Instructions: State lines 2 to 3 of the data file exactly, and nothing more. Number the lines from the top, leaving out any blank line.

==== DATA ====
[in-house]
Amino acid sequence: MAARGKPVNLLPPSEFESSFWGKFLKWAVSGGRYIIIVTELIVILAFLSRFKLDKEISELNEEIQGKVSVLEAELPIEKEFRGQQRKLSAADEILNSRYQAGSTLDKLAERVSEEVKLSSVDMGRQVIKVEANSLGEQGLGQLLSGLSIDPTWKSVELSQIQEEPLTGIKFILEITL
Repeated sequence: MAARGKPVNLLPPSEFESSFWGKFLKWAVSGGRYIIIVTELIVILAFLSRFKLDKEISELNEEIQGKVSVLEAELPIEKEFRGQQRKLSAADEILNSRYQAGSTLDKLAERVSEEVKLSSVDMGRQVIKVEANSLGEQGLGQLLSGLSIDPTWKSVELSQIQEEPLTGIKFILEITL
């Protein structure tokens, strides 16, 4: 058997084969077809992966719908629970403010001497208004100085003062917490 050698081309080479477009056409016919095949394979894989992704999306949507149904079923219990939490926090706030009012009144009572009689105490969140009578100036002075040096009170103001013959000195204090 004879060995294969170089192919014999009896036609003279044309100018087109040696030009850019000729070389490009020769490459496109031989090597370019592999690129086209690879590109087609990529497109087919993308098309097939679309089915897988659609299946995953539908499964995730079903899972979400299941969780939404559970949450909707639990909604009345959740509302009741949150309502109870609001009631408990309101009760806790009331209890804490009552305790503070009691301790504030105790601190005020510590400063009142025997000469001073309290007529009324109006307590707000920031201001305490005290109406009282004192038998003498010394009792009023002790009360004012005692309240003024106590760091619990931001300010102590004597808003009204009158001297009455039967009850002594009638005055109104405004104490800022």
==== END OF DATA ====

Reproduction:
Amino acid sequence: MAARGKPVNLLPPSEFESSFWGKFLKWAVSGGRYIIIVTELIVILAFLSRFKLDKEISELNEEIQGKVSVLEAELPIEKEFRGQQRKLSAADEILNSRYQAGSTLDKLAERVSEEVKLSSVDMGRQVIKVEANSLGEQGLGQLLSGLSIDPTWKSVELSQIQEEPLTGIKFILEITL
Repeated sequence: MAARGKPVNLLPPSEFESSFWGKFLKWAVSGGRYIIIVTELIVILAFLSRFKLDKEISELNEEIQGKVSVLEAELPIEKEFRGQQRKLSAADEILNSRYQAGSTLDKLAERVSEEVKLSSVDMGRQVIKVEANSLGEQGLGQLLSGLSIDPTWKSVELSQIQEEPLTGIKFILEITL